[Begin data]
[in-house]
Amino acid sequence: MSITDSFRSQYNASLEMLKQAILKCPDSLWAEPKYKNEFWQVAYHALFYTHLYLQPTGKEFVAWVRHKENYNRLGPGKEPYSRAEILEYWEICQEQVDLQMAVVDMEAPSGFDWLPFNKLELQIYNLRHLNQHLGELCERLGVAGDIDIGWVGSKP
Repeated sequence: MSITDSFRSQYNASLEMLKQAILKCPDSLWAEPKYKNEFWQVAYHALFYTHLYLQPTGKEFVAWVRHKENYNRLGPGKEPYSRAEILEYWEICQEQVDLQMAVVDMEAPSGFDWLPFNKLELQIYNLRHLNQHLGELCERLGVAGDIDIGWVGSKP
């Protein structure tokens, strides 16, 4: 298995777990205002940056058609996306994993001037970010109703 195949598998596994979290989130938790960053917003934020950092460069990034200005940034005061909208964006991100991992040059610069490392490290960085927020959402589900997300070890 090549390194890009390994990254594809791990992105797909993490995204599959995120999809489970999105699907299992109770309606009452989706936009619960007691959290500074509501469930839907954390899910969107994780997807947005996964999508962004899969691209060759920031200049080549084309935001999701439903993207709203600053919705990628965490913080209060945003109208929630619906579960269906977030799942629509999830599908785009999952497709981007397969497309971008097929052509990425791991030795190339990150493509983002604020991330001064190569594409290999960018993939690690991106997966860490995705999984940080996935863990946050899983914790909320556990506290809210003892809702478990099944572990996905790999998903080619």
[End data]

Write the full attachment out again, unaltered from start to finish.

[in-house]
Amino acid sequence: MSITDSFRSQYNASLEMLKQAILKCPDSLWAEPKYKNEFWQVAYHALFYTHLYLQPTGKEFVAWVRHKENYNRLGPGKEPYSRAEILEYWEICQEQVDLQMAVVDMEAPSGFDWLPFNKLELQIYNLRHLNQHLGELCERLGVAGDIDIGWVGSKP
Repeated sequence: MSITDSFRSQYNASLEMLKQAILKCPDSLWAEPKYKNEFWQVAYHALFYTHLYLQPTGKEFVAWVRHKENYNRLGPGKEPYSRAEILEYWEICQEQVDLQMAVVDMEAPSGFDWLPFNKLELQIYNLRHLNQHLGELCERLGVAGDIDIGWVGSKP
């Protein structure tokens, strides 16, 4: 298995777990205002940056058609996306994993001037970010109703 195949598998596994979290989130938790960053917003934020950092460069990034200005940034005061909208964006991100991992040059610069490392490290960085927020959402589900997300070890 090549390194890009390994990254594809791990992105797909993490995204599959995120999809489970999105699907299992109770309606009452989706936009619960007691959290500074509501469930839907954390899910969107994780997807947005996964999508962004899969691209060759920031200049080549084309935001999701439903993207709203600053919705990628965490913080209060945003109208929630619906579960269906977030799942629509999830599908785009999952497709981007397969497309971008097929052509990425791991030795190339990150493509983002604020991330001064190569594409290999960018993939690690991106997966860490995705999984940080996935863990946050899983914790909320556990506290809210003892809702478990099944572990996905790999998903080619």